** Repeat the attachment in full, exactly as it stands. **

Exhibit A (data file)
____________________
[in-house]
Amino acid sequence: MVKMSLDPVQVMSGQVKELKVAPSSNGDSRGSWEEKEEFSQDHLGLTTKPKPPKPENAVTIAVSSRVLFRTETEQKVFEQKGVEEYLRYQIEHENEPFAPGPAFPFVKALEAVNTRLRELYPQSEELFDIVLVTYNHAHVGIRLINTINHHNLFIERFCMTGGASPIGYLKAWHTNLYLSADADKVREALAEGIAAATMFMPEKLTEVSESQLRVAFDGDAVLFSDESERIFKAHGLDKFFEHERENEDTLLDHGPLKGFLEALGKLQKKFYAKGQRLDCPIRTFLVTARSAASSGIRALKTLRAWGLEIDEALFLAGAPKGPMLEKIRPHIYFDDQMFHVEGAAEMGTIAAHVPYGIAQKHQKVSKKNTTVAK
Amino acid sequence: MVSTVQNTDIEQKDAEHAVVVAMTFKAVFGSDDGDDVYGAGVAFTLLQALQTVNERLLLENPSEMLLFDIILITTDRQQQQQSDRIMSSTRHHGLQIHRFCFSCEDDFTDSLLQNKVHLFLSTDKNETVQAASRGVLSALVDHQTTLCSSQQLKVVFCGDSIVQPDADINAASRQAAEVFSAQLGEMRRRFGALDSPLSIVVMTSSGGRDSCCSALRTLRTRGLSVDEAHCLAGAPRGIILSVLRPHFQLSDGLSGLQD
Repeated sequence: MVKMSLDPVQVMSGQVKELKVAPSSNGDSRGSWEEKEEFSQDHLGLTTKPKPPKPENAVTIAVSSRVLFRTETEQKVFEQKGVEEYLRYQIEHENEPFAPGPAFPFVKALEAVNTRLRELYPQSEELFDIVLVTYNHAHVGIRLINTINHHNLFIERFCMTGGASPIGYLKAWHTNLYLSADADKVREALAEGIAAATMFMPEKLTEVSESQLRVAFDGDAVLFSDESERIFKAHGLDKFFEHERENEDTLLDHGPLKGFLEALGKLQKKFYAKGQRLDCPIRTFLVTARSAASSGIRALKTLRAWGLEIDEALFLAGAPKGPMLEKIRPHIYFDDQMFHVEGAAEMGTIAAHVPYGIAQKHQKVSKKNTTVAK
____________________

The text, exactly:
[in-house]
Amino acid sequence: MVKMSLDPVQVMSGQVKELKVAPSSNGDSRGSWEEKEEFSQDHLGLTTKPKPPKPENAVTIAVSSRVLFRTETEQKVFEQKGVEEYLRYQIEHENEPFAPGPAFPFVKALEAVNTRLRELYPQSEELFDIVLVTYNHAHVGIRLINTINHHNLFIERFCMTGGASPIGYLKAWHTNLYLSADADKVREALAEGIAAATMFMPEKLTEVSESQLRVAFDGDAVLFSDESERIFKAHGLDKFFEHERENEDTLLDHGPLKGFLEALGKLQKKFYAKGQRLDCPIRTFLVTARSAASSGIRALKTLRAWGLEIDEALFLAGAPKGPMLEKIRPHIYFDDQMFHVEGAAEMGTIAAHVPYGIAQKHQKVSKKNTTVAK
Amino acid sequence: MVSTVQNTDIEQKDAEHAVVVAMTFKAVFGSDDGDDVYGAGVAFTLLQALQTVNERLLLENPSEMLLFDIILITTDRQQQQQSDRIMSSTRHHGLQIHRFCFSCEDDFTDSLLQNKVHLFLSTDKNETVQAASRGVLSALVDHQTTLCSSQQLKVVFCGDSIVQPDADINAASRQAAEVFSAQLGEMRRRFGALDSPLSIVVMTSSGGRDSCCSALRTLRTRGLSVDEAHCLAGAPRGIILSVLRPHFQLSDGLSGLQD
Repeated sequence: MVKMSLDPVQVMSGQVKELKVAPSSNGDSRGSWEEKEEFSQDHLGLTTKPKPPKPENAVTIAVSSRVLFRTETEQKVFEQKGVEEYLRYQIEHENEPFAPGPAFPFVKALEAVNTRLRELYPQSEELFDIVLVTYNHAHVGIRLINTINHHNLFIERFCMTGGASPIGYLKAWHTNLYLSADADKVREALAEGIAAATMFMPEKLTEVSESQLRVAFDGDAVLFSDESERIFKAHGLDKFFEHERENEDTLLDHGPLKGFLEALGKLQKKFYAKGQRLDCPIRTFLVTARSAASSGIRALKTLRAWGLEIDEALFLAGAPKGPMLEKIRPHIYFDDQMFHVEGAAEMGTIAAHVPYGIAQKHQKVSKKNTTVAK